Their shrill battle cries empowered the crazies and some of the comments seen around message boards, were astounding. I remember one from Alberta claiming a desire to 'lay waste' to Quebec on the way to do battle with 'Ontario'. Another suggested it was time to get rid of the 'Frenchies' once and for all, and even Diane Finlay sent out an email calling Gilles Duceppe 'a citizen of France' (that contained three spelling mistakes).
It is the duty of a Prime Minister to keep a country united, but instead Stephen Harper played on old hostilities to divide the country, just to save his job.
Of course, he's never really been a federalist and in a speech he made to the National Citizens Coalition, when he was the Reform Party MP for Calgary West, reveals that he would much rather see a loose federal government, than a united Canada. “Whether Canada ends up as one national government or two national governments or several national governments, or some other kind of arrangement is, quite frankly, secondary in my opinion.”
Now in his defense Paul Martin made the same accusations against Harper when he formed his coalition in 2004, to reverse the results of the election. The non-confidence-mania that defined Martin's tenure became talking points that Stephen Harper was in bed with the separatists to bring down the Liberals.
I never really liked Paul Martin as a Prime Minister. I think he was and still is a brilliant financier, and many of the initiatives he put in place are helping Canada today to stay on solid footing during this economic crisis. But he ran too many attack ads and I hate attack ads.
But what I do find horrendous is the way that Stephen Harper will defy some legislation based on the support of 'separatists', (he once claimed that the gay marriage law lacked legitimacy because it was sailing through with the support of the Bloc) but has used that same 'separatist' support to push his own bills.
And then of course there was Stockwell Day's proposed Coalition with the Bloc to become an unelected Prime Minister in 2000, until a Liberal majority put an end to the notion.
But despite the horrendous display throughout much of December and January, we've learned recently that Harper may once again try to schmooze the 'separatists' and 'socialists' to hold onto power. He really wants to be in charge when the Olympics takes place, to see how his new NAFTA on steroids security plan will play out.
Tories court Bloc and NDP in bid to hold onto power
April 29, 2009
CTV.ca News Staff
Tory insiders say the party is hatching a survival plan to keep the surging Liberals at bay and delay any potential election long enough to enjoy the international limelight at the 2010 Winter Games in Vancouver.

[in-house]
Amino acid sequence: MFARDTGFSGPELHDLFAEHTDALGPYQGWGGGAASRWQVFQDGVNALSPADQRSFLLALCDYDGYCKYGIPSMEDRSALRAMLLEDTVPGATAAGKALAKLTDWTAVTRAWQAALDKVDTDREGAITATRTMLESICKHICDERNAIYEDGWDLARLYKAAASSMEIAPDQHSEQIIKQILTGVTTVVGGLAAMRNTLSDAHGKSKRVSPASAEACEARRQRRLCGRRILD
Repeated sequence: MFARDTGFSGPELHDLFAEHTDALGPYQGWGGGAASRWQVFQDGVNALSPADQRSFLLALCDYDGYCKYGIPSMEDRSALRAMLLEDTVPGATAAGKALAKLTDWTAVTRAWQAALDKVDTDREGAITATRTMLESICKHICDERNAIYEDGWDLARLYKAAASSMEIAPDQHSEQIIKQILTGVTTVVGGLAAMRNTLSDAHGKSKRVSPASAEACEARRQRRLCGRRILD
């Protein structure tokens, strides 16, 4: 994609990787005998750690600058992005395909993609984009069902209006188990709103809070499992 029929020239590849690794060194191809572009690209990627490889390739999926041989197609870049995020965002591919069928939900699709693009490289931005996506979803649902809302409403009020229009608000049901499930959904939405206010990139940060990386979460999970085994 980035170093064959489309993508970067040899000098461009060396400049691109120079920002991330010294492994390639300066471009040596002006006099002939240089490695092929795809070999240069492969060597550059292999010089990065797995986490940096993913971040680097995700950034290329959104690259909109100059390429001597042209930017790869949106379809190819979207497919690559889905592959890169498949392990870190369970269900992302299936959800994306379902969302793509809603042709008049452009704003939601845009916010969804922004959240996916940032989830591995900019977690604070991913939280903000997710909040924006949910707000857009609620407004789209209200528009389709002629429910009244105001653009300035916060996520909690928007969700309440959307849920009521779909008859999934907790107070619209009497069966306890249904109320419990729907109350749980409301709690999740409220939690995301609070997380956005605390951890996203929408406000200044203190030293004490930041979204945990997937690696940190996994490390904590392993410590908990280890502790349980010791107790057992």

A major plank of the plan would see the Tories delay next year's budget and deliver it in late March -- two months later than when the budget was handed down in 2009.
That would deprive the Grits of an important confidence vote before the Olympic flame arrives in Vancouver next February, at which point the Conservatives hope the economy will have turned around.
Over the past months, the recession has provided much grist for the Grit mill, and allowed the official opposition to attack the government as insensitive and incompetent.
"We intend to be there (for the Olympics)," one senior Tory told The Canadian Press on Wednesday.
A second part of the plan will see the Tories launch a series of attack ads this summer focusing on the Liberal's popular new chief, Michael Ignatieff. (so this was not in response to the Grit Girl ads, as they suggest)
However, the Tories will need the NDP and the Bloc to play ball if they hope to stave off a non-confidence vote before the 2010 Winter Games, to be held from Feb. 12 to 28.
So far, it appears the NDP and the Bloc are willing to back up the Tories -- at a price.
Bloc Leader Gilles Duceppe has been pushing for a tax-harmonization deal with Ottawa and wants improvements to the EI system. It's expected that Duceppe will lay out his formal demands on Thursday.
On Wednesday, Parliament witnessed a bizarre move when the Conservatives voted in favour of a Bloc motion that transfers $2.6 billion to Quebec and allows the province to administer its own sales tax.
Meanwhile, NDP Leader Jack Layton appears open to the idea of working with the Tories. However, his support is contingent on the condition that Ottawa deliver EI reform, provide stricter credit card regulations and increase pension protection.
Personally, I'm hoping this government is gone by the time the Olympics rolls around. I want my country back.